As threats of a third intifada loom large, right-leaning Zionists question Palestinian President Mahmoud Abbas' viability in the peace process.
Despite legitimate skepticism, the Palestinian Authority remains the only considerable option at the negotiating table.
Some on the right will insist that Abbas' track record is self-defeating -- and it is. They'll cite him condemning Zionism as he refuses to recognize Israel as a Jewish state and he defames Zionists for collaborating with the Nazis. They'll report him accusing Israel of "ethnic cleansing," and "the plague of racism," as well as being "an apartheid system of colonial occupation." And then they'll link his democratic deficit to the peace process, arguing persuasively that nations that neglect the freedoms of their own people are unlikely to care much about maintaining peace with their historic enemies. They may even drag in others from Abbas' party like Nabil Shaath -- as they should -- to prove Fatah is unwilling to recognize two states for two peoples. And of course, they'll reveal the multiple times Abbas has snubbed opportunities to negotiate since starting his tenure in 2005 and clinging to an office whose term expired four years ago.
Let's look back. In 2005, when Israeli Prime Minister Ariel Sharon disengaged from the Gaza Strip, Sharon offered Abbas the opportunity to announce the "end of occupation" and the beginning of building state infrastructure. In return, Abbas opposed the withdrawal and maintained the language of "occupation," starving Palestinians of possible peace benefits. In 2008, when Israeli Prime Minister Ehud Olmert offered to withdraw from over 94 percent of the West Bank, build a passage between the West Bank and Gaza, and exchange equitable land swaps so that Israel could annex its major settlement blocs, Abbas declined. The then-U.S. Secretary of State Condoleezza Rice said in response to Abbas' intransigence that "Yitzhak Rabin had been killed for offering far less." Then in 2010, when Prime Minister Benjamin Netanyahu agreed to a settlement moratorium, Abbas refused to sit down at the negotiating table. And more recently, Abbas took the unilateral step of applying for statehood at the United Nations in September of 2011, and again for an upgraded status in November of 2012. Abbas' one-sided action undermined the peace process, as Hillary Clinton emphasized, "the path to a two-state solution that fulfills the aspirations of the Palestinian people is through Jerusalem and Ramallah, and not New York."
Some may argue that Abbas is not a real partner for peace because he is unwilling to recognize Israel as a Jewish state, allow Israeli troops to patrol the Jordan Valley, negotiate without a settlement halt, renounce refugee return, or embrace bilateral action. I accept this reasoning as valid, but not immune to criticism. For one, such evidence is historically inconsistent; and two, this policy does not adequately recognize the threat of Hamas.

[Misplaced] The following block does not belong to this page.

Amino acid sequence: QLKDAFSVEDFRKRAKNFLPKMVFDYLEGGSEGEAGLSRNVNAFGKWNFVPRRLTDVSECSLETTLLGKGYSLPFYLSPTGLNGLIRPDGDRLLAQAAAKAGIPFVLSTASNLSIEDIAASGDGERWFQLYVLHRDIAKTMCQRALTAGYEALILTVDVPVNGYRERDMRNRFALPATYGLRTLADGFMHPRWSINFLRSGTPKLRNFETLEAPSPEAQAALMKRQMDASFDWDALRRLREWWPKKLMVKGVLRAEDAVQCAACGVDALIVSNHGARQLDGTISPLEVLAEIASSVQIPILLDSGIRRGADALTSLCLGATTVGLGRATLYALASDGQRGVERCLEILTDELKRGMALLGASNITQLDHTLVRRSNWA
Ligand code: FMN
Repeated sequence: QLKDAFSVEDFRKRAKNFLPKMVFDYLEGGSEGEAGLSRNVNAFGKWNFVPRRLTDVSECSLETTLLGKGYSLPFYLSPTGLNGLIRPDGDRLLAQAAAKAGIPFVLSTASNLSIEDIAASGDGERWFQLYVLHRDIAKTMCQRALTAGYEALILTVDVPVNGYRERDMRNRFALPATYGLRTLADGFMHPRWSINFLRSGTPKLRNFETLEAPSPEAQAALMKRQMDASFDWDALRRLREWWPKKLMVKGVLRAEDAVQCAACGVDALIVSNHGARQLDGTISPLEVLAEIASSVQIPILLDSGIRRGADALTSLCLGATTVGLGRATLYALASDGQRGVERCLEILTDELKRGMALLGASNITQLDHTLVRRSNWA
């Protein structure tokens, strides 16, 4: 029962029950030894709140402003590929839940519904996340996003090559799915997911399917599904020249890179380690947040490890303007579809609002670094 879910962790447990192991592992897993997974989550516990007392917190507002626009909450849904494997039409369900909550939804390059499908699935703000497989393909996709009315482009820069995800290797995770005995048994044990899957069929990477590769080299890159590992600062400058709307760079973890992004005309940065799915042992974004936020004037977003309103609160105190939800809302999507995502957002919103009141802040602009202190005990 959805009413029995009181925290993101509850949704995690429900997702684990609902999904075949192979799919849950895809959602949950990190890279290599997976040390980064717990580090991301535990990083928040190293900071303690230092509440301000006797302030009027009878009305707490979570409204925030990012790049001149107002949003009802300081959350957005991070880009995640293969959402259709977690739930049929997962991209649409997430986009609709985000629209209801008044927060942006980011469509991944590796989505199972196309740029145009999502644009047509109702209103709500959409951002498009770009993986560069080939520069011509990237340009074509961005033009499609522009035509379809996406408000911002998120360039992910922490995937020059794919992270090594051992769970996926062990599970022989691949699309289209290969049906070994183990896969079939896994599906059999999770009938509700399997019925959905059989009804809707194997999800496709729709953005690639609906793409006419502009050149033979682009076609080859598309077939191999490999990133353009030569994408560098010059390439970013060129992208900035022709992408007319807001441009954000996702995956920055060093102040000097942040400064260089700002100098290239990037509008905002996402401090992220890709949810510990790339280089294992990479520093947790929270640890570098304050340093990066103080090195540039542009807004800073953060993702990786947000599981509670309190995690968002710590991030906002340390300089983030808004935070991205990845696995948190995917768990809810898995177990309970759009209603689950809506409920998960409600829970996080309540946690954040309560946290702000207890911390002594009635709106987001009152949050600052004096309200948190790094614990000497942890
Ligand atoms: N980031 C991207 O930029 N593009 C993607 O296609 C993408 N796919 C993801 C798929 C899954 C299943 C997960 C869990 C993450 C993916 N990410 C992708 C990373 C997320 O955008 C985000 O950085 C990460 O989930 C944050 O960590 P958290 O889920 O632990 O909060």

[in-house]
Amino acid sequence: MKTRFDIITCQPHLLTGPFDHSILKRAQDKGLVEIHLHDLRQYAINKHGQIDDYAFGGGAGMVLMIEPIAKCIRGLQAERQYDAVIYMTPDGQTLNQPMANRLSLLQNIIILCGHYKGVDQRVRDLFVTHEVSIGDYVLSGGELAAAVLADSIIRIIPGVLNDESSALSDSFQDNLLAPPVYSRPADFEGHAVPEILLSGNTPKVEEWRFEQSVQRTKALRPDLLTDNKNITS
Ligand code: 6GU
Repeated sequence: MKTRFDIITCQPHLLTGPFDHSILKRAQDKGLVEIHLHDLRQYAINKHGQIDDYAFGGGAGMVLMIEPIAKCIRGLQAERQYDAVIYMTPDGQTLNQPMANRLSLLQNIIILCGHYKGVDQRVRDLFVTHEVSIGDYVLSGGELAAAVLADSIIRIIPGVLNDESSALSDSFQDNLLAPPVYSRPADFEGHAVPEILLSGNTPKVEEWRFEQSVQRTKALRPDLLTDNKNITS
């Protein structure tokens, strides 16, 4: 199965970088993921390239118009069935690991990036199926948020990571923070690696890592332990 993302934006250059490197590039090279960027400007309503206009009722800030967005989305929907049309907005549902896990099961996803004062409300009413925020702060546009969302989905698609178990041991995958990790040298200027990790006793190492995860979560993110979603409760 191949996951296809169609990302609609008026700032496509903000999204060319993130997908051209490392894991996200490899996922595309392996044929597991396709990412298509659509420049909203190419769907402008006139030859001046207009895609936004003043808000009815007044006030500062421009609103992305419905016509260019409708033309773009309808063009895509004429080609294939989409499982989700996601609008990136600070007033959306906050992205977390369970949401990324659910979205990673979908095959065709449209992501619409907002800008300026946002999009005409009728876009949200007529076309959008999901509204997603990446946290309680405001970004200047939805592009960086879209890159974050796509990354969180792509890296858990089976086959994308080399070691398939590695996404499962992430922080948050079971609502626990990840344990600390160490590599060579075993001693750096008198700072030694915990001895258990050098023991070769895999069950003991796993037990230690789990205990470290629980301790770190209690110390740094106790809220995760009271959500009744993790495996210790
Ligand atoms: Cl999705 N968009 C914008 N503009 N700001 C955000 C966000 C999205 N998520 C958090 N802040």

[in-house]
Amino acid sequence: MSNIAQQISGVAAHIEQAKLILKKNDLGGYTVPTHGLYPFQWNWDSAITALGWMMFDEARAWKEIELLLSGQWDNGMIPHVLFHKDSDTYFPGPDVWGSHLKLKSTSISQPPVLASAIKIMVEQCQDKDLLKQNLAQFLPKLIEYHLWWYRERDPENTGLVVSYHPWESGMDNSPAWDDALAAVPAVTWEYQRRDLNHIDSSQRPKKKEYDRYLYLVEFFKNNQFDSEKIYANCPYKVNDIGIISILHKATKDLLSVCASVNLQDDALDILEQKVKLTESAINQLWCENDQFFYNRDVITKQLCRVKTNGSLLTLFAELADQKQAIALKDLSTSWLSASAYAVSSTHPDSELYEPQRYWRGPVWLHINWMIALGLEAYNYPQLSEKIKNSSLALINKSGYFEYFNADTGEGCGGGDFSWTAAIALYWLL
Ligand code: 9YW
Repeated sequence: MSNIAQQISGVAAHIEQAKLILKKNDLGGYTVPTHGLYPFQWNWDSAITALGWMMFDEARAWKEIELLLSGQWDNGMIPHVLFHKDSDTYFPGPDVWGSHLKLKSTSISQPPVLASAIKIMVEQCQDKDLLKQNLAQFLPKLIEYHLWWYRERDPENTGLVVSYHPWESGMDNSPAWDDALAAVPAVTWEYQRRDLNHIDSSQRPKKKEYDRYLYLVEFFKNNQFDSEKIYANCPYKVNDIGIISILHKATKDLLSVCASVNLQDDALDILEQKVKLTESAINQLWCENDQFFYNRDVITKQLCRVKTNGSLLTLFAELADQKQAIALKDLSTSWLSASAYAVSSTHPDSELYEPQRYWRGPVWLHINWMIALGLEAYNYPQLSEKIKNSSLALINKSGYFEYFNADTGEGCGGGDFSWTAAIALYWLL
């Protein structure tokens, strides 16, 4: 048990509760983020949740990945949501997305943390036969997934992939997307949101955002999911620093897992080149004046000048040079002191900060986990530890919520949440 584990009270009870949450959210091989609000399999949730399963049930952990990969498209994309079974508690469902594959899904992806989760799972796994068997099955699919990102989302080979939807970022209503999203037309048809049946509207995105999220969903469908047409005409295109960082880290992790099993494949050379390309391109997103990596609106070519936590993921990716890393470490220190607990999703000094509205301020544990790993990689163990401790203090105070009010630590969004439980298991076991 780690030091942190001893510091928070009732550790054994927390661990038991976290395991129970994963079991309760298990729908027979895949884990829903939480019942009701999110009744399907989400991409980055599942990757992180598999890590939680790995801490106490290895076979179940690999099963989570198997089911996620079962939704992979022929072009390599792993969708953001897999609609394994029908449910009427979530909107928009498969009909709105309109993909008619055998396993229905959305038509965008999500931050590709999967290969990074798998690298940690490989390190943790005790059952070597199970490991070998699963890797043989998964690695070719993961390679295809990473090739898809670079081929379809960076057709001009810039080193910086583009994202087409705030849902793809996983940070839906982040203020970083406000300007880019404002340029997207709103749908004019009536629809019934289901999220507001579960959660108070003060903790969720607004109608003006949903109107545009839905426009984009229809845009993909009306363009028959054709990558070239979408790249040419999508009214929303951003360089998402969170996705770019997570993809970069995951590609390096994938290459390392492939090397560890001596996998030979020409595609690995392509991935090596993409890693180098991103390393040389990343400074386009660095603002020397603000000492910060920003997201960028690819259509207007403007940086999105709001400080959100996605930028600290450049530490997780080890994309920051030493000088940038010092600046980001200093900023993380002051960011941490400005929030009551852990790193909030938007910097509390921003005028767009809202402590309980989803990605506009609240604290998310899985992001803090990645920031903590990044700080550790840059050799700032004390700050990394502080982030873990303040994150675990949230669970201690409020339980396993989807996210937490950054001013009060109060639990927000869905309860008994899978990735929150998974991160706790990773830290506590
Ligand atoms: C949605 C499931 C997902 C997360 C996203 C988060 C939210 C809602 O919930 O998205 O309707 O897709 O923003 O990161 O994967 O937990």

When Egypt and Jordan made peace with Israel in 1979 and 1994 respectively, neither country recognized Israel as a Jewish state. Former Prime Minister Ehud Olmert proposed allowing the return of some Palestinian refugees, compromised that the Jordan Valley would be patrolled by international troops, and negotiated with Abbas without a settlement freeze. Yes, we should be wary of Olmert's policies -- and his personal corrupt behaviors -- but we should also allow them to demonstrate how Israel supporters move the goal posts when questioning Abbas.
Although President Abbas has expressed hostility towards Israel, perhaps we should reconsider interpreting his politicking as policy. Rather, we should recognize his internal political constraints vis-à-vis Hamas.
If Abbas and his party do not govern the West Bank, Hamas will fill the power vacuum. This should sound familiar, and no less haunting.
When the Palestinian Legislative Council contested elections in Gaza in 2006, Hamas garnered a majority government over Fatah, leading to a series of violent clashes. Violence also dictates Hamas' relationship to Israel as it traffics in vicious anti-Semitism and rejects Israel's right to exist.
Abbas is 78 years old and it is unclear how much longer he will be fit for office. When he falls, according to Palestinian Basic Law Article 37, which stipulates Abbas' succession process, the speaker of the Palestinian Legislative Council, Aziz Duwaik, will come to power until elections are held.
But let's review Duwaik's track record: He ran on the Hamas-affiliated Change and Reform ticket; in 1992, he was banned from Israel because of his involvement with Hamas; and he was arrested in 2006 after Gilad Shalit was captured, and again in 2012 for reported involvement in terrorist activities.
So, if Abbas is not in control, Duwaik will take over, putting the West Bank in danger of facing a government with ties to Hamas.
This transition in power begs us to reconsider the criticism we ascribe to Abbas. Instead, we should focus our attention on how Abbas should be urged to alter his succession laws to exclude extremist organizations, identify an heir committed to reform like former Palestinian Authority Prime Minister Salam Fayyad, and expand the West Bank's political climate.
The instinct to mire us in the past and dwell on Abbas' track record is understandable. But the consequences will be grave.